Richard Serra: When I was working in the early 1960s, I wanted to reduce things to pure process and activity. So I wrote down a list of verbs: to lift, to curl, to roll, to bend, to tie, to curve, to inlay, to splash. There are probably over sixty or seventy of them. And I decided to work those verbs in relationship to material in place and time.
In this case, the verb was "to lift." And I found that if I just lifted this piece of vulcanized rubber up from its center, it would free stand. Not only would it free stand, but its surface would be almost topologically continuous. That means there would be no inside or outside, if you continued following the form. And I thought, 'Isn't this curious? All I've done is followed the action of the verb, lifted the thing up, and I have what I consider to be a sculptural form.'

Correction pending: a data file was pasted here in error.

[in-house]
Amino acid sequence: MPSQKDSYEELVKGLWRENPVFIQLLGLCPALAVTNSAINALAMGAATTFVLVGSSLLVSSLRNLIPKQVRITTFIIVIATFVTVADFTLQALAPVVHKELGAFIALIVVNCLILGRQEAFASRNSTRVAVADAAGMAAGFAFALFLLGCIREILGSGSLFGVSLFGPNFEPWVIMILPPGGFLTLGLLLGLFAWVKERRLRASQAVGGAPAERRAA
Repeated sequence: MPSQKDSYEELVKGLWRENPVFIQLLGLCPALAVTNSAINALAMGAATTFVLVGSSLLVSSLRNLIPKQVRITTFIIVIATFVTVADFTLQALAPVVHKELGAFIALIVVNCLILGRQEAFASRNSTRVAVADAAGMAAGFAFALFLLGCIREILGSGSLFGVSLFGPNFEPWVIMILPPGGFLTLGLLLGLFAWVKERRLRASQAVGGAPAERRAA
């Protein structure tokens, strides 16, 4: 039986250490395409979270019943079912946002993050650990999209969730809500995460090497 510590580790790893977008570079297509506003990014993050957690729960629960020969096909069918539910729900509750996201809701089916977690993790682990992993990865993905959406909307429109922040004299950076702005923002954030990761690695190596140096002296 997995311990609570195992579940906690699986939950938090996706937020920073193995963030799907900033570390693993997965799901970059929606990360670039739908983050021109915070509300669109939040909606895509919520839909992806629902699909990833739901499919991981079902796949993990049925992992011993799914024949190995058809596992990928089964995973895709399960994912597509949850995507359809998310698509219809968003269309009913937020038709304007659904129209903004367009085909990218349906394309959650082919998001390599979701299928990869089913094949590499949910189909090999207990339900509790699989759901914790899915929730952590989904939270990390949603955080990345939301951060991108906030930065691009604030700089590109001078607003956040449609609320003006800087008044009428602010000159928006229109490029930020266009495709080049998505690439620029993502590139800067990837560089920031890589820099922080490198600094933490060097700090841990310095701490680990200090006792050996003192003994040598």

Did I think that was enough to present as a work of art? Well, to tell you the truth, I had gone through a lot of verbs in relation to material and place, which yielded little I would consider to be worthwhile. This piece held my fascination in terms of its potential, and also in terms of revealing exactly what it did. And it looked sculptural.
When you're experimenting on that level, the idea of quote 'art' really doesn't enter into your head. These pieces were involved with experimentation and play. And play, I think, is a big factor in a lot of the early work. And it continues to be in my studio, because that's how one allows oneself to move in directions which one could not have foreseen.